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Opinion: Columbus Blue Jackets demanding respect as Columbus professional sports franchise

April 14, 2014

cooper.487@osu.edu
Columbus Blue Jackets’ forward Artem Anisimov (42) scores a goal during a game against the Dallas Stars April 9 at American Airlines Center. The Blue Jackets won, 3-1, and clinched a playoff berth. Courtesy of MCT

Columbus Blue Jackets’ forward Artem Anisimov (42) scores a goal during a game against the Dallas Stars April 9 at American Airlines Center. The Blue Jackets won, 3-1, and clinched a playoff berth.
Courtesy of MCT

Back in March, Ohio State football coach Urban Meyer told the Atlanta Journal Constitution that Columbus “really has no professional sports team.”

Well that simply is not true. Not only is there a professional sports team in Columbus — there are two, in fact — and one is getting primed for the postseason.

The Blue Jackets, in their first season as a member of the NHL’s Eastern Conference, are headed to the Stanley Cup Playoffs.

Sure, it’s possible the Jackets didn’t look too much like a professional team for the majority of their 14-year existence. After all, this season marks just their second playoff trip in franchise history. And in that first trip, back in 2009, they failed to win a game, as they were swept at the hands of the Detroit Red Wings.

But things are starting to change with the Jackets, as they make sure Meyer and everyone else ignoring them realize that they are, indeed, a professional team.

The Jackets were professional in last year’s lockout-shortened season, finishing the year on a 19-5-3 run, and just barely missing the playoffs on a tiebreaker.

The Jackets looked even more professional this season, registering 43 wins and 93 points, both franchise records. That was good enough for seventh best in the Eastern Conference.

The Jackets have a stellar netminder. Sergei Bobrovsky, the 2013 Vezina Trophy winner for the NHL’s best goaltender, has been special again this season, posting a 22-9-3 record since returning from a groin injury Jan. 6. A writer for ESPN.com’s fantasy hockey spin wrote Bobrovsky is a goalie “capable of stealing games and even entire series.”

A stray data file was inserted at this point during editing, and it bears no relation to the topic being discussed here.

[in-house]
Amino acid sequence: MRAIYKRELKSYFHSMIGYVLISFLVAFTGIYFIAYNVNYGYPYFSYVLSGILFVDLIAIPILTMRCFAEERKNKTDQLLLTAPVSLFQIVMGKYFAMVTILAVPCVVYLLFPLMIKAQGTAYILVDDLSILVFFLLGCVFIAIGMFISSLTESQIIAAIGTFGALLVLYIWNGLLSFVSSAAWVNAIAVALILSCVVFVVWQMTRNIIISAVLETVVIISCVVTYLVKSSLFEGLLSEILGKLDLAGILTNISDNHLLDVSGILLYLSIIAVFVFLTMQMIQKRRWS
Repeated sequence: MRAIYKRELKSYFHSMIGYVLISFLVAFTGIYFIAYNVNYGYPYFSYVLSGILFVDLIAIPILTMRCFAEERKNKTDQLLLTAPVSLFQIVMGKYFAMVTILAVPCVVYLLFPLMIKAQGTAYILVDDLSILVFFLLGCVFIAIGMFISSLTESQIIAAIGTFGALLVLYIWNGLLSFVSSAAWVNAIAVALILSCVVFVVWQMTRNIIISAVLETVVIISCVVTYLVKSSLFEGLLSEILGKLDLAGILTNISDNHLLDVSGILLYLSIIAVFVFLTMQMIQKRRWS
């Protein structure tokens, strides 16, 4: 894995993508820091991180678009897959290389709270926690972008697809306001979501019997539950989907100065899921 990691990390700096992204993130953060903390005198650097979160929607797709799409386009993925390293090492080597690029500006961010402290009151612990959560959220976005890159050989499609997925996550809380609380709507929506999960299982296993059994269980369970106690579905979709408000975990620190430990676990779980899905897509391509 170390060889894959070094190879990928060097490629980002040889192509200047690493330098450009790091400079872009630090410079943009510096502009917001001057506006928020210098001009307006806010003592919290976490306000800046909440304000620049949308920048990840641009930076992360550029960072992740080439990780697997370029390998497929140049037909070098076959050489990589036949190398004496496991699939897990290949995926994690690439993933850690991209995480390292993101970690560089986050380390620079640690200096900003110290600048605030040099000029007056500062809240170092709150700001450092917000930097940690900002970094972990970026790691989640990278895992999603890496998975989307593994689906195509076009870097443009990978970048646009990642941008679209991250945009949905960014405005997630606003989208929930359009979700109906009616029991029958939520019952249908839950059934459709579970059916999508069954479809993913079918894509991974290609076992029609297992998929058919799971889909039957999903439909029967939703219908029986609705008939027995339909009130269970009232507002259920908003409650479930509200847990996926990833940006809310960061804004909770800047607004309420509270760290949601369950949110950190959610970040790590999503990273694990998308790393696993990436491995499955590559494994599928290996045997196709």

The Jackets have a bonafide star on the first line, filling the shoes of former Jacket and current New York Ranger Rick Nash, in Ryan Johansen. Johansen, at just 21 years of age, has stepped up as one of the most dangerous scorers in the NHL, with 33 goals and 63 points on the year. Those are good to be tied for 11th and 34th in the league, respectively.

The Jackets enjoy talented, professional forward depth behind Johansen, as well. The Jackets have eight players total with more than 10 goals, and two more with nine apiece. Artem Anisimov and Cam Atkinson have each eclipsed 20 goals on the season.

Their defensemen aren’t too shabby, either. James Wisniewski set a franchise record for assists by a defenseman in a single season with 44. Jack Johnson, even in what is considered an off year for him, is one of the most respected defensemen in the league. And Ryan Murray, who had just turned 20 when the season began, has shined in his rookie year. Two more defensemen, Fedor Tyutin and Nikita Nikitin, were good enough to be selected to represent Russia in the Sochi Olympics, along with Anisimov and Bobrovsky.

So yes, Meyer, Columbus does have a professional team. And now that the Spring Game has passed, the only crowd roaring you hear will be coming from the direction of Nationwide Arena.

The Jackets are scheduled to battle against the Pittsburgh Penguins in the opening round Wednesday in Pittsburgh.


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